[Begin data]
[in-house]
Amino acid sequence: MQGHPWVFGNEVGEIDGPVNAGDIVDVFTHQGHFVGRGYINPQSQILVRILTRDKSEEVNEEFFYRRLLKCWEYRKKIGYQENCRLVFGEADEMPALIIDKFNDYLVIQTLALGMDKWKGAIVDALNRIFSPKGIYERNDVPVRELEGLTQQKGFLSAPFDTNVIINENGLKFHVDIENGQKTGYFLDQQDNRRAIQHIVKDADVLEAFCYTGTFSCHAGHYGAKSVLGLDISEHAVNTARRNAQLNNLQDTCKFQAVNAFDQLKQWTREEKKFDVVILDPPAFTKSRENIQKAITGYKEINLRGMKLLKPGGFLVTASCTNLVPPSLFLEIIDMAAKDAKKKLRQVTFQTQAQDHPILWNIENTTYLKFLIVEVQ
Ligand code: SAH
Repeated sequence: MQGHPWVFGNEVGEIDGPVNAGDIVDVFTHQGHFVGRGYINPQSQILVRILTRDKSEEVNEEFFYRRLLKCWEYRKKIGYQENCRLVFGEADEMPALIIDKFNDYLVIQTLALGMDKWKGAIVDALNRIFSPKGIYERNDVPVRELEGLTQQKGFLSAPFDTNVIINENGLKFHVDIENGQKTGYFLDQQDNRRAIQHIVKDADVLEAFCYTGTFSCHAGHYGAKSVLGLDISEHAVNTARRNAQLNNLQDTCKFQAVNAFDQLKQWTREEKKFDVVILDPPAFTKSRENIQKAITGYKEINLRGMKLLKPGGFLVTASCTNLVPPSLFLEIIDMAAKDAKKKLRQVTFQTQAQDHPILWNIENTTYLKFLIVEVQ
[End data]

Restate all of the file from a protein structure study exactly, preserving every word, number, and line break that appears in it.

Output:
[in-house]
Amino acid sequence: MQGHPWVFGNEVGEIDGPVNAGDIVDVFTHQGHFVGRGYINPQSQILVRILTRDKSEEVNEEFFYRRLLKCWEYRKKIGYQENCRLVFGEADEMPALIIDKFNDYLVIQTLALGMDKWKGAIVDALNRIFSPKGIYERNDVPVRELEGLTQQKGFLSAPFDTNVIINENGLKFHVDIENGQKTGYFLDQQDNRRAIQHIVKDADVLEAFCYTGTFSCHAGHYGAKSVLGLDISEHAVNTARRNAQLNNLQDTCKFQAVNAFDQLKQWTREEKKFDVVILDPPAFTKSRENIQKAITGYKEINLRGMKLLKPGGFLVTASCTNLVPPSLFLEIIDMAAKDAKKKLRQVTFQTQAQDHPILWNIENTTYLKFLIVEVQ
Ligand code: SAH
Repeated sequence: MQGHPWVFGNEVGEIDGPVNAGDIVDVFTHQGHFVGRGYINPQSQILVRILTRDKSEEVNEEFFYRRLLKCWEYRKKIGYQENCRLVFGEADEMPALIIDKFNDYLVIQTLALGMDKWKGAIVDALNRIFSPKGIYERNDVPVRELEGLTQQKGFLSAPFDTNVIINENGLKFHVDIENGQKTGYFLDQQDNRRAIQHIVKDADVLEAFCYTGTFSCHAGHYGAKSVLGLDISEHAVNTARRNAQLNNLQDTCKFQAVNAFDQLKQWTREEKKFDVVILDPPAFTKSRENIQKAITGYKEINLRGMKLLKPGGFLVTASCTNLVPPSLFLEIIDMAAKDAKKKLRQVTFQTQAQDHPILWNIENTTYLKFLIVEVQ